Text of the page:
Friday, 11 November 2011

Peace in our time?

Edward Spalton reports that with the approach of Armistice Day and Remembrance Sunday his local paper ran a doubtlessly sincere article which attributed peace in Europe since 1945 to the EU. He decided to respond but having had five articles published during the last month, felt that it may be unlikely that this latest letter would reach print. He also makes the point that the rather terse style is due to the paper's strict word limit. Edward continues: Mr. Cameron is actually encouraging the formation of a common government by the Eurozone countries. Under the Lisbon treaty, these German-dominated countries will shortly have a permanent majority over the other ten EU countries to do whatever they like. If he were not deadly serious, he would not be pouring billions of our money into bailing out the euro. It is as if Neville Chamberlain had gone to Munich not only prepared to sacrifice the independence of Czechoslovakia but to provide Germany with finance for its arms programme. The country whose independence Mr. Cameron is sacrificing is our own and he believes it is in our interest. Alongside David Cameron, Neville Chamberlain looks something of a tiger. In fact, Mr. Cameron is the sort of person who gives Appeasement a bad name. Surrender may bring absence of war but that is not peace.

With the permission of Edward, his letter is reproduced:

"Sir, It is one of the EU's claimed unique advantages that it has averted European war. The original idea was cooked up in the Twenties by Jean Monnet and Arthur Salter, a British civil servant. As a solution for the problems of the Twenties and Thirties it might have worked, limiting the possibility of conflict between France and Germany.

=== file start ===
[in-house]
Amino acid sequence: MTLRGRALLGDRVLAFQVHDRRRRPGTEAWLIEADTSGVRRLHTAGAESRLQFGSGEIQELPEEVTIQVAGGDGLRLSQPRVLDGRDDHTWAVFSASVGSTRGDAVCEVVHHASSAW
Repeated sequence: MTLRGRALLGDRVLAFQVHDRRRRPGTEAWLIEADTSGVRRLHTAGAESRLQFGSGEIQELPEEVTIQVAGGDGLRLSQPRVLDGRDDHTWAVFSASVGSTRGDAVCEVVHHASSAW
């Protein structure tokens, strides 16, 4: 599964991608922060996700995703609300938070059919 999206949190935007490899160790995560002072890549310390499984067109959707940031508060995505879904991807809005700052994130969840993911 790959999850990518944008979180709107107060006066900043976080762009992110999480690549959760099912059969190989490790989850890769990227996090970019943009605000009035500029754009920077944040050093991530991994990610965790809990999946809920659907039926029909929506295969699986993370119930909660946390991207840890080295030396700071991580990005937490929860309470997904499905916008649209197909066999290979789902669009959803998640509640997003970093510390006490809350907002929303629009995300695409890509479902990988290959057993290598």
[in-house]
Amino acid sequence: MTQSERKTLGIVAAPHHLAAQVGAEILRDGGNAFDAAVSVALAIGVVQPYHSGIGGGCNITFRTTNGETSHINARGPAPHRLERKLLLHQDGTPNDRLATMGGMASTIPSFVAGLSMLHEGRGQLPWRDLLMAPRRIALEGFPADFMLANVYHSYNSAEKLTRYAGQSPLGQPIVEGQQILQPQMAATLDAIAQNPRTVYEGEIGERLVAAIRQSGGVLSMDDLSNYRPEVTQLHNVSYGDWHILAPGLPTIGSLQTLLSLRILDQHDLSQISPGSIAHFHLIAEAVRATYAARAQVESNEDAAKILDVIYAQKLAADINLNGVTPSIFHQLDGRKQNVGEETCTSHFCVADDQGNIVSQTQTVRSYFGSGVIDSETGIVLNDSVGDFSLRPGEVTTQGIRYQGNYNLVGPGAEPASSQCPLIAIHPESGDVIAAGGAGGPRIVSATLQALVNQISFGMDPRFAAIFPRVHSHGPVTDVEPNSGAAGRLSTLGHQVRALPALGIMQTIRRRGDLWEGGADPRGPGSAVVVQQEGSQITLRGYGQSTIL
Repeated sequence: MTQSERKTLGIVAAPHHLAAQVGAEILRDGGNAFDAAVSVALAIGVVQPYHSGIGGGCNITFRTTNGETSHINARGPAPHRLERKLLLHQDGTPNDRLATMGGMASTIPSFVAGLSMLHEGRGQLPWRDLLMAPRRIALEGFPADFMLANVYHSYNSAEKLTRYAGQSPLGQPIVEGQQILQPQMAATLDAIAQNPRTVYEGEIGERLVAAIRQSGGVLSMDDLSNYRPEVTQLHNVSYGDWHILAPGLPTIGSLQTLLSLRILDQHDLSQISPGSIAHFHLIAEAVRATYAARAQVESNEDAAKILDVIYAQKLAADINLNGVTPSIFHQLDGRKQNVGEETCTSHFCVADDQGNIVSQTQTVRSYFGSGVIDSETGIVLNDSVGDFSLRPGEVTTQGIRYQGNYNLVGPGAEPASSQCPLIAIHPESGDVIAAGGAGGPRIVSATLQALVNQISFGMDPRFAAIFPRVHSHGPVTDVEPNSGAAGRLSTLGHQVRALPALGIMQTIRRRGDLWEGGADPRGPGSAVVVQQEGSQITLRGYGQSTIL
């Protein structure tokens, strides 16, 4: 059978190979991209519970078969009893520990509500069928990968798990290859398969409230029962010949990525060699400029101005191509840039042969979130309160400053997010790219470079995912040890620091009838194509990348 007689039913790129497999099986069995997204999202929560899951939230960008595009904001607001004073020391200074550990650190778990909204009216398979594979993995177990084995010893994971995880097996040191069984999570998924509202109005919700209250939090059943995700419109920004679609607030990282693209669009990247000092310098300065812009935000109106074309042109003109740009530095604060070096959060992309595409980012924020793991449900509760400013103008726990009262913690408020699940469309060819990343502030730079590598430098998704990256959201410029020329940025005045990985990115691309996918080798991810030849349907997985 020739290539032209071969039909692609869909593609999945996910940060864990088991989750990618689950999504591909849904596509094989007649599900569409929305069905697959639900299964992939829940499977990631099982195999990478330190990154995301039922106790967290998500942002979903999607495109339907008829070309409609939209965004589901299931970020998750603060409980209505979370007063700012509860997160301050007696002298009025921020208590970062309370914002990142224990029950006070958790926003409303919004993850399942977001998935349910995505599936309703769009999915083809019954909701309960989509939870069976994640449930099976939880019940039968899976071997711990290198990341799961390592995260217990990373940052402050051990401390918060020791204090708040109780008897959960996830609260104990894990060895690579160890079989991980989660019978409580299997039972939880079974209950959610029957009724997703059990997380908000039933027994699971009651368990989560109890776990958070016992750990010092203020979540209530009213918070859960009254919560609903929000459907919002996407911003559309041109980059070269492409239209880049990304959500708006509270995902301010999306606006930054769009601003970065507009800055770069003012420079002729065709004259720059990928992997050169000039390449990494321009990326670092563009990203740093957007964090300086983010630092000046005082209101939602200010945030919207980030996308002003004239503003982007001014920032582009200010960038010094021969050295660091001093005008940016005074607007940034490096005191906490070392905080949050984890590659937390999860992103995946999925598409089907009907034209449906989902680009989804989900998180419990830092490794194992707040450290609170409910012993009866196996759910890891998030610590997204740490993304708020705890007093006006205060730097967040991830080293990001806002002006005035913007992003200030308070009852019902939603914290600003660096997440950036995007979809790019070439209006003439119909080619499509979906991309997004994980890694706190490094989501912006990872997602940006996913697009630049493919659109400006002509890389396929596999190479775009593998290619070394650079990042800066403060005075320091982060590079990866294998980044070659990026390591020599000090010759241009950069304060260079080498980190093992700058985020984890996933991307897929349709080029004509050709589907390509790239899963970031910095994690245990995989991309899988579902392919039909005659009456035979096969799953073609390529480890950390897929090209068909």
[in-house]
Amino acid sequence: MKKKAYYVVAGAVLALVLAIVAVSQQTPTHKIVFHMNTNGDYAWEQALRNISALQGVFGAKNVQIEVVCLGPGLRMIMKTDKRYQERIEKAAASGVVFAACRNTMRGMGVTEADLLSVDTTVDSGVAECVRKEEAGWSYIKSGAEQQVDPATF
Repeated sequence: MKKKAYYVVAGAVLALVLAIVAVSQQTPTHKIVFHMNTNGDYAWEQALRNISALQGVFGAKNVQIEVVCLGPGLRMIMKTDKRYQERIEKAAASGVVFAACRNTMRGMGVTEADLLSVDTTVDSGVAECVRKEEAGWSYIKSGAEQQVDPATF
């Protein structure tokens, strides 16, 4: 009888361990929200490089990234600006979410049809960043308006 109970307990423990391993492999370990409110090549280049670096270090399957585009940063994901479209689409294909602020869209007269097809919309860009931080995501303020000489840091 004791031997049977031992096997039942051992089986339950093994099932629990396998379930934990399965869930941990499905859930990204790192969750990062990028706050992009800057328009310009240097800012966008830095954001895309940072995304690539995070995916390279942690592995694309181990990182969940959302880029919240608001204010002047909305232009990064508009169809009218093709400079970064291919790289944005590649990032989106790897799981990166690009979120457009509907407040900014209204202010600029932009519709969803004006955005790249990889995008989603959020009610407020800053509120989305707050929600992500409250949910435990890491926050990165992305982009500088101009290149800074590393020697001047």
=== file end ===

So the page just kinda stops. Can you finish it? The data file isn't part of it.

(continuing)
But the political, economic and military situations in post 1945 Europe were entirely different. There was not the slightest political will or possibility of Germany and France going to war. A large chunk of German territory was under Russian control and the home of an enormous Soviet tank army which, at very short notice, could roll through the Fulda Gap or across the North German plain . Divided Germany was in no position to fight anybody and for many years France was occupied with successive colonial wars in Indo-China and Algeria. America, Britain and Canada guaranteed the peace, organised as NATO, whose function was summarised as “keeping the French in, the Germans down and the Russians out”.

It worked .

The threats facing Europe were the Soviet Army and internal unrest, sometimes getting close to revolution in France and Italy. The Americans fostered European integration as a response. The Common Agricultural Policy, which gave over-generously high prices for farm produce, was a way of averting communist disaffection amongst peasant farmers. The CIA funded the European Movement lavishly which is one reason why the 1975 British referendum on EEC membership was so unequally funded.